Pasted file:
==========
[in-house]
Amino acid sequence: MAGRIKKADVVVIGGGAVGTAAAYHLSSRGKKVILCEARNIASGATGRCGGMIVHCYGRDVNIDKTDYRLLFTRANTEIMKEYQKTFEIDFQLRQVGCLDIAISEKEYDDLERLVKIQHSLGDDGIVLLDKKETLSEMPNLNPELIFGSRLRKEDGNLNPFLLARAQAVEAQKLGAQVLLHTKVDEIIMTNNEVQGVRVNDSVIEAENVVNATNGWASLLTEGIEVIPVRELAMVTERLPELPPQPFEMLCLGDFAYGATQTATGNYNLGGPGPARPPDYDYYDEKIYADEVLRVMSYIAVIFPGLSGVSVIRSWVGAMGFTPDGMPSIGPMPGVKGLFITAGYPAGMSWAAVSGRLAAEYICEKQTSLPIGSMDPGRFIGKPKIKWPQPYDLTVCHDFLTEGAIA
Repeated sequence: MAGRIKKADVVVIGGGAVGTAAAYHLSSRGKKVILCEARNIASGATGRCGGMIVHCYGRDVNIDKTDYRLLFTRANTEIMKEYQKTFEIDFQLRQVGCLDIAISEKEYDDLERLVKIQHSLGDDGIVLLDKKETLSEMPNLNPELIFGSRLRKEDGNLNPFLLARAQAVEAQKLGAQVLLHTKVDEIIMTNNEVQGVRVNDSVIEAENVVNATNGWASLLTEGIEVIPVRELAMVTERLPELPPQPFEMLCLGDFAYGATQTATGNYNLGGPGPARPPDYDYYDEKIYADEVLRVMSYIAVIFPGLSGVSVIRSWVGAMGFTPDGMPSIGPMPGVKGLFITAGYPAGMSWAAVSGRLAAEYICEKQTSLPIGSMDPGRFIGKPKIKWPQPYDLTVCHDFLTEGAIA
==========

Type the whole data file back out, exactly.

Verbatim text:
[in-house]
Amino acid sequence: MAGRIKKADVVVIGGGAVGTAAAYHLSSRGKKVILCEARNIASGATGRCGGMIVHCYGRDVNIDKTDYRLLFTRANTEIMKEYQKTFEIDFQLRQVGCLDIAISEKEYDDLERLVKIQHSLGDDGIVLLDKKETLSEMPNLNPELIFGSRLRKEDGNLNPFLLARAQAVEAQKLGAQVLLHTKVDEIIMTNNEVQGVRVNDSVIEAENVVNATNGWASLLTEGIEVIPVRELAMVTERLPELPPQPFEMLCLGDFAYGATQTATGNYNLGGPGPARPPDYDYYDEKIYADEVLRVMSYIAVIFPGLSGVSVIRSWVGAMGFTPDGMPSIGPMPGVKGLFITAGYPAGMSWAAVSGRLAAEYICEKQTSLPIGSMDPGRFIGKPKIKWPQPYDLTVCHDFLTEGAIA
Repeated sequence: MAGRIKKADVVVIGGGAVGTAAAYHLSSRGKKVILCEARNIASGATGRCGGMIVHCYGRDVNIDKTDYRLLFTRANTEIMKEYQKTFEIDFQLRQVGCLDIAISEKEYDDLERLVKIQHSLGDDGIVLLDKKETLSEMPNLNPELIFGSRLRKEDGNLNPFLLARAQAVEAQKLGAQVLLHTKVDEIIMTNNEVQGVRVNDSVIEAENVVNATNGWASLLTEGIEVIPVRELAMVTERLPELPPQPFEMLCLGDFAYGATQTATGNYNLGGPGPARPPDYDYYDEKIYADEVLRVMSYIAVIFPGLSGVSVIRSWVGAMGFTPDGMPSIGPMPGVKGLFITAGYPAGMSWAAVSGRLAAEYICEKQTSLPIGSMDPGRFIGKPKIKWPQPYDLTVCHDFLTEGAIA